Fund tied to education raises $50 million in IPO

The Baltimore Sun

A Baltimore company formed to invest in the education industry raised $50 million yesterday in an initial public offering.

Camden Learning Corp. said it hopes to make an acquisition focusing on "early child care, K-12 or post-secondary education or corporate training and related businesses," according to documents filed last week with the Securities and Exchange Commission. But no deal is in the works, the company said in the SEC filing.

Camden Learning, backed by the Baltimore private equity firm Camden Partners, said it offered 6.25 million units for $8 a common share. Each share also included a warrant allowing investors to buy another share at $5.50 at a later date.

The company also netted an additional $2.8 million in an earlier private placement of warrants sold to a limited liability company owned by some of Camden Learning's officers and directors. The private placement warrants were priced at $1 each.

"It's an impressive amount of money to invest in the education space," said Thomas Toch, co-director of Education Sector, a Washington think tank. "It suggests that private equity investors and others see education once again as a potentially lucrative place to invest their money."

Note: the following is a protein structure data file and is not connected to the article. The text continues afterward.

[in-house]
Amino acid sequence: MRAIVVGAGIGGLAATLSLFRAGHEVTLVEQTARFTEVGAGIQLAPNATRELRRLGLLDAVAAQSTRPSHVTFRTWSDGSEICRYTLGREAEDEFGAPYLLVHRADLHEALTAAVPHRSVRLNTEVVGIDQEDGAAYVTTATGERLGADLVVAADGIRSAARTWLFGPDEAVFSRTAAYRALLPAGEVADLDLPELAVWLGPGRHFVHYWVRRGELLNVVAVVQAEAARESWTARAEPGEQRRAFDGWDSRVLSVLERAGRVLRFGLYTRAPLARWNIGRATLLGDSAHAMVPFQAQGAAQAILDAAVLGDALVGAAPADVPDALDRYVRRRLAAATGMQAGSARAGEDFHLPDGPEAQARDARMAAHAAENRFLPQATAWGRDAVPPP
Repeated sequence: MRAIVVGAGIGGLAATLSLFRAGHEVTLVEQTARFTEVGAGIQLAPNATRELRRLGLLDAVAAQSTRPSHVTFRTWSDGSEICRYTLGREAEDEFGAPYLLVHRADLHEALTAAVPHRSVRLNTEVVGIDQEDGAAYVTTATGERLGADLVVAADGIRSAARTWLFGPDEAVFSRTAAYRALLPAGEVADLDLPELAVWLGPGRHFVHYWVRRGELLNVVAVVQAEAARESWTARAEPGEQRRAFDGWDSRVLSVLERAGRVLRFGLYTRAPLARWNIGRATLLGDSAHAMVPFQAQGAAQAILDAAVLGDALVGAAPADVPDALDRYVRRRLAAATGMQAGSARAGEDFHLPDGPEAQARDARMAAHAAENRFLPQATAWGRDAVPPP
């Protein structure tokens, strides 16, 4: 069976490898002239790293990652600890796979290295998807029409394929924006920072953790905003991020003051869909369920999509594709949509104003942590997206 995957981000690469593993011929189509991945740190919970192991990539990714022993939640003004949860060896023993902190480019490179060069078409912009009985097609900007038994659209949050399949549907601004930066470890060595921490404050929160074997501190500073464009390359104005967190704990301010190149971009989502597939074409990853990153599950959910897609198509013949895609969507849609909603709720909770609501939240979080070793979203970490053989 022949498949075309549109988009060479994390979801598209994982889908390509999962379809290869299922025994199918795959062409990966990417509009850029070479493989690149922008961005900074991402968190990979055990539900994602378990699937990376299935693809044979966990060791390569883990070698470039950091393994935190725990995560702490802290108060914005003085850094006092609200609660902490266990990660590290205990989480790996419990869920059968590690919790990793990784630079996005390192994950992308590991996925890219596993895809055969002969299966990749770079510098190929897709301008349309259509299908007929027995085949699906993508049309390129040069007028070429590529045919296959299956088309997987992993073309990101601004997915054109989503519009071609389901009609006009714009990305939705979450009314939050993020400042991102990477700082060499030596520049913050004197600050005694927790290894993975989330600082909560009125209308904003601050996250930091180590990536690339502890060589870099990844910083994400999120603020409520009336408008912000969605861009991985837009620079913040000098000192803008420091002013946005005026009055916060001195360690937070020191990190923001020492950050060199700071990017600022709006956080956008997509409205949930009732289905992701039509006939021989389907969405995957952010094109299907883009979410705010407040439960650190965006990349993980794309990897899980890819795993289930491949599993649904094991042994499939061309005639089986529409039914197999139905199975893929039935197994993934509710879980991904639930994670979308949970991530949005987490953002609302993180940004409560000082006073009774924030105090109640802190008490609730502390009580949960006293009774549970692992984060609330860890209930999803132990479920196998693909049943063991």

Camden Learning stock fell 3 cents to close at $7.97 yesterday on the OTC Bulletin Board.

David L. Warnock, who previously ran a venture capital arm for T. Rowe Price Group, is president, chairman and chief executive of Camden Learning. He founded Camden Partners in the mid-1990s. He could not be reached for comment yesterday.

The company's board of directors includes William L. Jews, the former CEO of CareFirst BlueCross BlueShield.

Camden Learning's IPO comes as investment in for-profit education, particularly in the areas of post-secondary online education and corporate-based child care, is picking up, said Toch.

Camden Learning has until Nov. 29, 2009, to carry out a transaction before it must liquidate and return the proceeds to shareholders, according to SEC filings.

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